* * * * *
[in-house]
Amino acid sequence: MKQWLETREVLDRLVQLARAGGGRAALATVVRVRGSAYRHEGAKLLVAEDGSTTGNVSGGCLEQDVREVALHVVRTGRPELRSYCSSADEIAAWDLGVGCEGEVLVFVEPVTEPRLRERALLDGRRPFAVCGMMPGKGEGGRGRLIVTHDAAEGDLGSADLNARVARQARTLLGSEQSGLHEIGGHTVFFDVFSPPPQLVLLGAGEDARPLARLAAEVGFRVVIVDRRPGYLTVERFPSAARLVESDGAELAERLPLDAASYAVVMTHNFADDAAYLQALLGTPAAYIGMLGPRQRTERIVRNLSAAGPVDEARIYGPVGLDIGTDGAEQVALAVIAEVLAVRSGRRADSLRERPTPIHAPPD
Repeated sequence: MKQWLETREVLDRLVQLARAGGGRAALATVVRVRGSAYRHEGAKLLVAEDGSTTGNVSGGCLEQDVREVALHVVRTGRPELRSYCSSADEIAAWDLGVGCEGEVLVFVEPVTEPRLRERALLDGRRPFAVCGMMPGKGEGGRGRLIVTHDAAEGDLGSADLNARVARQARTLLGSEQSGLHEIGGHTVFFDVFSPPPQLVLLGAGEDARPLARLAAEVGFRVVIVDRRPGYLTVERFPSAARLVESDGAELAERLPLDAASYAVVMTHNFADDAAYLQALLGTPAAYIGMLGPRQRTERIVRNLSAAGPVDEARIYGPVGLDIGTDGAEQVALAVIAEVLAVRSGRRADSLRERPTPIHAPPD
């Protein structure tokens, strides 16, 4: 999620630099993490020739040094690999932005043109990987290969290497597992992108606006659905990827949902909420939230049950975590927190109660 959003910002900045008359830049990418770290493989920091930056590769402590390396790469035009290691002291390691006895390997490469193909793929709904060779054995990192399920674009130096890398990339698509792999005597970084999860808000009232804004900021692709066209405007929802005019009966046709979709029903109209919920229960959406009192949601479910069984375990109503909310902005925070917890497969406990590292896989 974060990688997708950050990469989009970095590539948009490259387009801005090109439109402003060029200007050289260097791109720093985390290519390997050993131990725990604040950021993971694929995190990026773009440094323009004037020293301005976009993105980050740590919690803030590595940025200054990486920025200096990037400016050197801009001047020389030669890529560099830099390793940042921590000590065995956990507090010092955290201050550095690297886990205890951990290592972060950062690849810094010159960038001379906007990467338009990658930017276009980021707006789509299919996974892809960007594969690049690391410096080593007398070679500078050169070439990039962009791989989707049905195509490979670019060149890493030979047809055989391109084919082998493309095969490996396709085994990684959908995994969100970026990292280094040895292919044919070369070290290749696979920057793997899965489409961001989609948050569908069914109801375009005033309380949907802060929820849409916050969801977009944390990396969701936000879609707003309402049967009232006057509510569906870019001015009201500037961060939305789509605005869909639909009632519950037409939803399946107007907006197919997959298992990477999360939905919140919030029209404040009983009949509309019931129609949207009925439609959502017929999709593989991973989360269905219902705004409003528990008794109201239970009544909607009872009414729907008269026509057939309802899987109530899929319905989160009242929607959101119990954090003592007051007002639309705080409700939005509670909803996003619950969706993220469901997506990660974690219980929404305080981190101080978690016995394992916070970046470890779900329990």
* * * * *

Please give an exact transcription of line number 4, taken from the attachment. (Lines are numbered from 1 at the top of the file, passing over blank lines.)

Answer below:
């Protein structure tokens, strides 16, 4: 999620630099993490020739040094690999932005043109990987290969290497597992992108606006659905990827949902909420939230049950975590927190109660 959003910002900045008359830049990418770290493989920091930056590769402590390396790469035009290691002291390691006895390997490469193909793929709904060779054995990192399920674009130096890398990339698509792999005597970084999860808000009232804004900021692709066209405007929802005019009966046709979709029903109209919920229960959406009192949601479910069984375990109503909310902005925070917890497969406990590292896989 974060990688997708950050990469989009970095590539948009490259387009801005090109439109402003060029200007050289260097791109720093985390290519390997050993131990725990604040950021993971694929995190990026773009440094323009004037020293301005976009993105980050740590919690803030590595940025200054990486920025200096990037400016050197801009001047020389030669890529560099830099390793940042921590000590065995956990507090010092955290201050550095690297886990205890951990290592972060950062690849810094010159960038001379906007990467338009990658930017276009980021707006789509299919996974892809960007594969690049690391410096080593007398070679500078050169070439990039962009791989989707049905195509490979670019060149890493030979047809055989391109084919082998493309095969490996396709085994990684959908995994969100970026990292280094040895292919044919070369070290290749696979920057793997899965489409961001989609948050569908069914109801375009005033309380949907802060929820849409916050969801977009944390990396969701936000879609707003309402049967009232006057509510569906870019001015009201500037961060939305789509605005869909639909009632519950037409939803399946107007907006197919997959298992990477999360939905919140919030029209404040009983009949509309019931129609949207009925439609959502017929999709593989991973989360269905219902705004409003528990008794109201239970009544909607009872009414729907008269026509057939309802899987109530899929319905989160009242929607959101119990954090003592007051007002639309705080409700939005509670909803996003619950969706993220469901997506990660974690219980929404305080981190101080978690016995394992916070970046470890779900329990």